Moments before Saturday’s Fall Commencement ceremony, Brad Ellis, a member of the Clinical Nurse Leader program in the College of Nursing, was in the men’s room of the James Brown Arena tying his tie and reflecting on the master’s degree he was about to be recognized for.
“I’ve been impressed with how hands-on the faculty is, how much they coddle each person’s success, and how they promote that within the institution,” he said. “It’s a family.”
A graduate of USC Aiken, Ellis chose to join the 16-month accelerated nursing program because of its proximity to his home and the quality of the instruction.
“It’s been very convenient for me to shoot across the river and get a great education,” he said.
For sociology major Edward Boadie of Atlanta, GRU offered a second chance for academic success.
“In my previous school, Georgia Perimeter College in Dunwoody, I was doing well, but then something happened that caused my grades to go down low,” he said while standing in the alphabetized line before marching out to “Pomp and Circumstance” played by the GRU Brass Quintet. “This school gave me the chance to come back from the whole academic suspension thing.”
Each of the graduating students who crossed the stage had their own story, of course, and all received words of wisdom from Dr. Ricardo Azziz, GRU President, and Thierry Roques, the Vice President and Chief Financial Officer of Coca-Cola of Greater China and Korea, who gave the commencement address.
Roques, who has lived in 12 countries and has visited over 100, spoke passionately about the opportunities awaiting the graduates.
“Opportunities have never been so many or so big,” he said. “We are living in very exciting times, and you are lucky to be graduating today.”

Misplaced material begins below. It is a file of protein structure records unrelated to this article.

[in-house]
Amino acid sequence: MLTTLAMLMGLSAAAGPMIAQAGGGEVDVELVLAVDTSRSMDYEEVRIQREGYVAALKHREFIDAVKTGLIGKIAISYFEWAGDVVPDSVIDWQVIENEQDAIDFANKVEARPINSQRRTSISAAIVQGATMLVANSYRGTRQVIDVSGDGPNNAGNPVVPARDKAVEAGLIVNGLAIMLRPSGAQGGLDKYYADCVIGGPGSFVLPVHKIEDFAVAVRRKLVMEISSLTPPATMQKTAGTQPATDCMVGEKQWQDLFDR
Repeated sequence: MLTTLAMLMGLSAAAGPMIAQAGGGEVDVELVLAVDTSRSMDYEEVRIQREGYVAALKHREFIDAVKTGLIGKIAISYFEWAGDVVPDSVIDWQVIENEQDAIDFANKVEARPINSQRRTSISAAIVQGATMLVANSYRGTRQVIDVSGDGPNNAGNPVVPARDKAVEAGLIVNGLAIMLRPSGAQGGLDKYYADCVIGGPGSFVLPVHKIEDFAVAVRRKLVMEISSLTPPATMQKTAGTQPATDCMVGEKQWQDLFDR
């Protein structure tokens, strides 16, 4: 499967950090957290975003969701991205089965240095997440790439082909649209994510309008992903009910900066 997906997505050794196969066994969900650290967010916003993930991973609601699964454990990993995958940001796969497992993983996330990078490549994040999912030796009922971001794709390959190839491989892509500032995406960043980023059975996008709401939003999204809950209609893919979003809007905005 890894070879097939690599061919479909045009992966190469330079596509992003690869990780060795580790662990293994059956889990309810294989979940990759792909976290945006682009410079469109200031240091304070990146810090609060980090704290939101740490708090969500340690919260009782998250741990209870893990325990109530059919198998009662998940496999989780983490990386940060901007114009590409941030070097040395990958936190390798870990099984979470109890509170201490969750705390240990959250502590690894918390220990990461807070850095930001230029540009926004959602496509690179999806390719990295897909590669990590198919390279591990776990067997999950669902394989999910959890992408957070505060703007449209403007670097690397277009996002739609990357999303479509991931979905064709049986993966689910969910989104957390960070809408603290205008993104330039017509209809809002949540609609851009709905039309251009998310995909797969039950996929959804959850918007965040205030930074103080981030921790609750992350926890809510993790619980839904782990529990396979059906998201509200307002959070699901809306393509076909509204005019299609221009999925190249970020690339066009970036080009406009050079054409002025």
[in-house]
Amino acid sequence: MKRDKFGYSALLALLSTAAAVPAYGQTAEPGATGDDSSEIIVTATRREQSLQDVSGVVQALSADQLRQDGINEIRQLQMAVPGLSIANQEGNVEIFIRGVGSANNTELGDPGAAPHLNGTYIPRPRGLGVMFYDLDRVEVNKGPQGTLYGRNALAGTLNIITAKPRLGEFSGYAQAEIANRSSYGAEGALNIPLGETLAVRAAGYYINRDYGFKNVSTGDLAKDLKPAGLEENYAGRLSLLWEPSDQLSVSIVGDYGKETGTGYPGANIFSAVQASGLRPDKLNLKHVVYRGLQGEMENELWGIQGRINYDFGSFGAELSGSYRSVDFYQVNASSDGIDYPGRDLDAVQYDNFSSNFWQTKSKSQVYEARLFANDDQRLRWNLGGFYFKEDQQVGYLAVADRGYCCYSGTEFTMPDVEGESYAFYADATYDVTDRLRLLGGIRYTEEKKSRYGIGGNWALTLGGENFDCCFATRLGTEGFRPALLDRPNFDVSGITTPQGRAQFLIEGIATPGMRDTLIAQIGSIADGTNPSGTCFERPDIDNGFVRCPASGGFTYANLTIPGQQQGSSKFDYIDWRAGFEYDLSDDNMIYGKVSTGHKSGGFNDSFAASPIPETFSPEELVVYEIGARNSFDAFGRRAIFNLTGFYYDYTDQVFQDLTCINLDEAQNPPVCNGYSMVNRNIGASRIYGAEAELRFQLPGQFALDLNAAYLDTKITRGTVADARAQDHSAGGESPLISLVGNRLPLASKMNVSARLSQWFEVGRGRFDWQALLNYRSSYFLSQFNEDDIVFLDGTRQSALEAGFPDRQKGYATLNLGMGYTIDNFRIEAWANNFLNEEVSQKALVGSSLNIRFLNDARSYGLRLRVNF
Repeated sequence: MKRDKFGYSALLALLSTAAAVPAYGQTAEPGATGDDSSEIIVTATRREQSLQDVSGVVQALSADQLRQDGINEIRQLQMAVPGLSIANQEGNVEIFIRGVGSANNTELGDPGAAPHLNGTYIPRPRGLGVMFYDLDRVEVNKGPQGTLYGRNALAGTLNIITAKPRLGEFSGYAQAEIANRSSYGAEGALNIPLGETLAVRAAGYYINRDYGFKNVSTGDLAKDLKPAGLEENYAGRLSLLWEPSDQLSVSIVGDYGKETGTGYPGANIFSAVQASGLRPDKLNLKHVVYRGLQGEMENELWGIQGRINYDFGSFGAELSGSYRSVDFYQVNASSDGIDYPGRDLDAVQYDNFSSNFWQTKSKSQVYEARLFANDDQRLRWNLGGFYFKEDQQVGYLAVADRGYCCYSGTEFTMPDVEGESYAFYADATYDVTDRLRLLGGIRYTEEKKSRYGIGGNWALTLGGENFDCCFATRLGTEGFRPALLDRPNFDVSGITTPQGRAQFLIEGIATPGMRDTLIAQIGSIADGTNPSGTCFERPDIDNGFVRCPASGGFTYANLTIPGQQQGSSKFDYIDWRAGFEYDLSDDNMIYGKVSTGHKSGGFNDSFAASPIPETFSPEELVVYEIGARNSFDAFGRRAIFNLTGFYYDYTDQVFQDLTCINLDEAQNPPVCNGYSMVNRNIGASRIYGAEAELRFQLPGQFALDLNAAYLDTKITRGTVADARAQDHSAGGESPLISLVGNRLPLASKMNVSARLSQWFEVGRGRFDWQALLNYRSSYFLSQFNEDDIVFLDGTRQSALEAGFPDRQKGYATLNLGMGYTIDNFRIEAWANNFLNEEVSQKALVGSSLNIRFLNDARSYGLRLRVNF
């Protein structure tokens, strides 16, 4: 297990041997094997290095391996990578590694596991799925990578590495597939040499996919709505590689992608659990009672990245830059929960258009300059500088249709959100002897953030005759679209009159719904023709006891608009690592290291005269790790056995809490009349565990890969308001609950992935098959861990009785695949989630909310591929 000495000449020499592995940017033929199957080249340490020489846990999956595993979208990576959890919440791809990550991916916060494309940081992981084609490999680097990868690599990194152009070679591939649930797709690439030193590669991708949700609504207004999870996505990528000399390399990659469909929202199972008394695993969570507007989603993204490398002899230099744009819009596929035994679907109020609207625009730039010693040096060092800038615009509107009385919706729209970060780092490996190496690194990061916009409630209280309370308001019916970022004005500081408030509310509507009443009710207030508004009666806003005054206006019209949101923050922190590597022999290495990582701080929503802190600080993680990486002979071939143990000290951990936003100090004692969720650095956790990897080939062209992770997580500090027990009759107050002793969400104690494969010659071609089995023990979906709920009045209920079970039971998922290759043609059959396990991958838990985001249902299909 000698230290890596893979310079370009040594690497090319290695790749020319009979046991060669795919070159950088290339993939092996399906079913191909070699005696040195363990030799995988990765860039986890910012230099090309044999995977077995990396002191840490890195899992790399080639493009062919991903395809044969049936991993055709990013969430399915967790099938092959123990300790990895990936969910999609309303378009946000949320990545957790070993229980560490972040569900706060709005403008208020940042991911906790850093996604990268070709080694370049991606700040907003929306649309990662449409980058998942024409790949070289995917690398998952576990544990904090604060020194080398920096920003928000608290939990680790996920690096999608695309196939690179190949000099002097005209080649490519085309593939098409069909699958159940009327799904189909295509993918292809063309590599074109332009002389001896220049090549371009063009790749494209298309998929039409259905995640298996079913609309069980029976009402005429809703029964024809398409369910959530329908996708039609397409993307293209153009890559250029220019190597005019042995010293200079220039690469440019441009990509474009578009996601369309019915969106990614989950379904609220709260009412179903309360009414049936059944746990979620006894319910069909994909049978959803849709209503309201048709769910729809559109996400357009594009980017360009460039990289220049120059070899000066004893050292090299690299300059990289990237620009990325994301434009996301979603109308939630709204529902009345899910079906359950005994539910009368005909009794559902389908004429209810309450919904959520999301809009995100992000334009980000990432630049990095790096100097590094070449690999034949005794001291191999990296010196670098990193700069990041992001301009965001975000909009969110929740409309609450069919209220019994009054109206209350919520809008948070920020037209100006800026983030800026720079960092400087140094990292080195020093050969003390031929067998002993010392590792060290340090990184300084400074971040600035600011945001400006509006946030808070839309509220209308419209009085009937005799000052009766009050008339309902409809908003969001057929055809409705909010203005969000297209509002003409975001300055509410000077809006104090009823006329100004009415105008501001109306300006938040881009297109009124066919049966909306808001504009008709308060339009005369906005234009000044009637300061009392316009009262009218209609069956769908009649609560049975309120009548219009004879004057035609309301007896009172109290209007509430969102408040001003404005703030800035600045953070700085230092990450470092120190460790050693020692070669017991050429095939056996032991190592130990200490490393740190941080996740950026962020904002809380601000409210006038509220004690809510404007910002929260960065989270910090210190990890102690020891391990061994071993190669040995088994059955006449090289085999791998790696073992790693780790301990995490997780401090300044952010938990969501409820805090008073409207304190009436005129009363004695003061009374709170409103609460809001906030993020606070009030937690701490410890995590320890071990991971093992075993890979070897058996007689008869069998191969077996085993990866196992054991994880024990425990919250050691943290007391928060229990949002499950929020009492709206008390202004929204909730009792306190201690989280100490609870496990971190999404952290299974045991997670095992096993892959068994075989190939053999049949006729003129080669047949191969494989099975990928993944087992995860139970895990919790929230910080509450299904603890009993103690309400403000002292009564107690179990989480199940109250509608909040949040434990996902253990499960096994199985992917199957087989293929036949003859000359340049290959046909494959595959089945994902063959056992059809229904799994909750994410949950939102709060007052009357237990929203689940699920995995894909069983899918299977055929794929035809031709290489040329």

In Chinese, he said, the word “crisis” is comprised of two characters. The first means danger, the second opportunity.
“With challenges come opportunities, but it’s up to us to identify and leverage those opportunities,” he said.
Azziz urged the graduates to remain curious and to cultivate their creativity.
“It has been said that curiosity is the wick of the candle of learning,” he said. “There would be no spark of learning without curiosity. Be curious. Ask questions, and never accept the easy answer. Stretch beyond your comfort zone.”
That curiosity, he stressed, should be a way of life, not just a moment in time.
Tying in Roques’ Asian experience, Azziz emphasized the importance of thoughtfulness by telling the graduates to deliberately give themselves time to think.
“It is said that in the Japanese business culture, if someone enters your office and they find you gazing out the window absentmindedly, thinking, they will quietly retreat to allow you to complete your thought,” he said. “In the U.S., our business culture really calls for interrupting that person because we are sure that a thoughtful moment is of no value. We are a nation of action, not always a nation of thoughtfulness.”
And yet those eureka moments come, he said, when our brains are allowed to process information and make new connections.
For Ellis, who contemplated not walking, the ceremony offered him a time to reflect on his accomplishments.
“After talking with my 81-year-old grandmother, who reminded me that I’m the first master’s graduate in our family, I decided to do it,” he said. “I’m grateful to her for bringing that to my attention, because I’m not just representing myself, I’m representing my family, too.”
For a slideshow of commencement photos, click here: